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R3 comments on Q4 2013 insolvency statistics

Responding to the official quarterly insolvency statistics – which show both corporate and personal insolvencies in England & Wales falling from Q3 to Q4 2013 – Giles Frampton, vice-president of insolvency trade body R3 says:

Personal insolvencies

“The fall in new personal insolvency cases, for the first time in six months, is welcome.”

“However, we are concerned that the official statistics are the tip of the iceberg. The government monitors only new bankruptcies, Debt Relief Orders (DROs), and Individual Voluntary Arrangements (IVAs), but does not record new Debt Management Plans.”

“The significant barriers to entry to IVAs, DROs, and bankruptcy can often mean insolvent individuals have no choice but to enter a DMP, take out a payday loan, or don’t address their debts at all. Some DMPs see people stuck in debt for years at a time, with their repayments barely making a dent in what they owe.”

“Until the government begins to monitor new DMPs, the true scale of personal insolvency in England & Wales will be hidden. Changes to bankruptcy, DROs, and IVAs are also needed to ensure they remain accessible to those that need them.”

“Although there were fewer new personal insolvency cases in 2013 than 2012, it is difficult to read too much into this. The insolvency profession simply hasn’t seen anything like the fallout from the last recession; the statistics have been all over the place and have not reflected the levels of personal debt our members are witnessing first-hand.”

“It will be interesting to see how these figures change in the first quarter of 2014. Many people will have done their best to avoid insolvency in the run-up to Christmas, so there will be fallout from that in January and February.”

“2013 was the eighth year running with over 100,000 new personal insolvency cases. Although numbers of new cases have fallen since 2009, personal insolvency levels are still astronomically high compared to recent decades.”

“The medium and long-term outlook is mixed. Consumer debt has started to climb again, while the expected rise in interest rates will very likely have a knock-on effect on insolvency numbers.”

“Although down this quarter, the emergence of IVAs as the most common insolvency route is symptomatic of people struggling with the rising cost of living. Bankruptcies are often triggered by ‘Big Bang’ financial events like job losses, but IVAs are more likely to be the result of a slow build-up of debt.”

Corporate insolvencies

“The corporate insolvency figures are in-keeping with the general downward trend in new cases since the recession. Insolvencies are now a third down from their peak at the end of 2008.”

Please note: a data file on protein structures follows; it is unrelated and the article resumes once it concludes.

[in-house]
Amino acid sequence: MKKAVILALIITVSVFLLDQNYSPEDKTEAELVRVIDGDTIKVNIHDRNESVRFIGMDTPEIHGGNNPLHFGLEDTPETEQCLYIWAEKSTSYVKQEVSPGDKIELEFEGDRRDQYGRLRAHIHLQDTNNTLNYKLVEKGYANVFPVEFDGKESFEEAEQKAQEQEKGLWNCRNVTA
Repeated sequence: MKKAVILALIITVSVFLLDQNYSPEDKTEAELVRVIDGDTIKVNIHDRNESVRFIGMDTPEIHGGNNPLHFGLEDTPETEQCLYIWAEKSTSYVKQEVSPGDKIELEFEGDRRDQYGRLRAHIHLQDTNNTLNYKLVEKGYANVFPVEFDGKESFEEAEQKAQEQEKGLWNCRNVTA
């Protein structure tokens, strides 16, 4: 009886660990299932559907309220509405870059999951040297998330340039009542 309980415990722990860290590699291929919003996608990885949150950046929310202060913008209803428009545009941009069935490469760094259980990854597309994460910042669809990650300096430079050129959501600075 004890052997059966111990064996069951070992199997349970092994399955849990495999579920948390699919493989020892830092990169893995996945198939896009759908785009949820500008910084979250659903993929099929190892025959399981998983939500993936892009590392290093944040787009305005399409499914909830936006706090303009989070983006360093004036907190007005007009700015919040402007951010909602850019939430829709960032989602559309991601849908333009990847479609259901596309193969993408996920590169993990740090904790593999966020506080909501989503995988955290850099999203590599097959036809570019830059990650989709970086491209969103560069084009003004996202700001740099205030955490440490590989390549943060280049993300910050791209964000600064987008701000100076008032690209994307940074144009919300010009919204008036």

“Given the recent pick-up in the economic recovery though, it is not clear how long this trend will last.”

“The early stages of an economic recovery are often a lot harder for some businesses to negotiate than recessions themselves. Historically, corporate insolvencies increase as the economy exits recession. With corporate insolvencies still low, it may be the case that economic recovery hasn’t taken hold as firmly as it might otherwise appear.”

“Stuttering growth, low interest rates, and creditor forbearance have helped keep corporate insolvencies lower than they normally would have been since the recession. Some businesses will have taken advantage of the extended gap between recession and growth to put their finances back in order, but this won’t be the case for everyone.”

“The economic recovery and any future rise in interest rates is likely to put upward pressure on insolvencies.”

“Indeed, recent R3 research found that 96,000 businesses would be unable to repay their debts if interest rates were to rise, while 166,000 businesses said they were having to negotiate payment terms with their creditors.”

Notes to editors:

  • R3 is the trade body for Insolvency Professionals and represents the UK’s Insolvency Practitioners.

  • R3 comments on a wide variety of personal and corporate insolvency issues. Contact the press office, or see for further information.

  • R3 promotes best practice for professionals working with financially troubled individuals and businesses; all R3 members are regulated by recognised professional bodies
  • R3 stands for 'Rescue, Recovery, and Renewal' and is also known as the Association of Business Recovery Professionals.